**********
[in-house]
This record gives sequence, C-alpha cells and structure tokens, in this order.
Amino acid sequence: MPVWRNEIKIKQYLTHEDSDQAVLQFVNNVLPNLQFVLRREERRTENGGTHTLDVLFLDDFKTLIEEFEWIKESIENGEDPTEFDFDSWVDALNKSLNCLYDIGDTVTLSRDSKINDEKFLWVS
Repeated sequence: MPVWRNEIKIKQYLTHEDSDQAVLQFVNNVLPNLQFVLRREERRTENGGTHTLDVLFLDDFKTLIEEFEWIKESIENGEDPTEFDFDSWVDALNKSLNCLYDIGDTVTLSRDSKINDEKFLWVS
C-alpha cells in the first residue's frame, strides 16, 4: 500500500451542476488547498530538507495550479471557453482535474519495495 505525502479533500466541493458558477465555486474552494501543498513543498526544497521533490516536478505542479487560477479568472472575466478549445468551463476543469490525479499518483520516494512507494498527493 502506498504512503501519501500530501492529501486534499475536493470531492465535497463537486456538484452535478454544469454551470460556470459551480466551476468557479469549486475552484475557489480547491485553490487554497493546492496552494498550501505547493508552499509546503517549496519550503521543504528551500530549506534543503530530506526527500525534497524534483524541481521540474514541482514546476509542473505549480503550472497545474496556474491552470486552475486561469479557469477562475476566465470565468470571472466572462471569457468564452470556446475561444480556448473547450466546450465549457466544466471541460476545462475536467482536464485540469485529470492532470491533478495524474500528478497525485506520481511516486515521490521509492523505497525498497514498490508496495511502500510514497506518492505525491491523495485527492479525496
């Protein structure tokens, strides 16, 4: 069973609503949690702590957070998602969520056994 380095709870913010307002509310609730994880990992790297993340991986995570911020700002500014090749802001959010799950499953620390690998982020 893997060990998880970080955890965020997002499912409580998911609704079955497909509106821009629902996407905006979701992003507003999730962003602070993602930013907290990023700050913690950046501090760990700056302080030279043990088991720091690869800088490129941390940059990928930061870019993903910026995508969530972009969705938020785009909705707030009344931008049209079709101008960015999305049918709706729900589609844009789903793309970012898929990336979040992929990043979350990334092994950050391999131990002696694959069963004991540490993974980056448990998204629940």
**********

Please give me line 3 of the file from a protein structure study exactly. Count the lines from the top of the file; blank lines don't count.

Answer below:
Amino acid sequence: MPVWRNEIKIKQYLTHEDSDQAVLQFVNNVLPNLQFVLRREERRTENGGTHTLDVLFLDDFKTLIEEFEWIKESIENGEDPTEFDFDSWVDALNKSLNCLYDIGDTVTLSRDSKINDEKFLWVS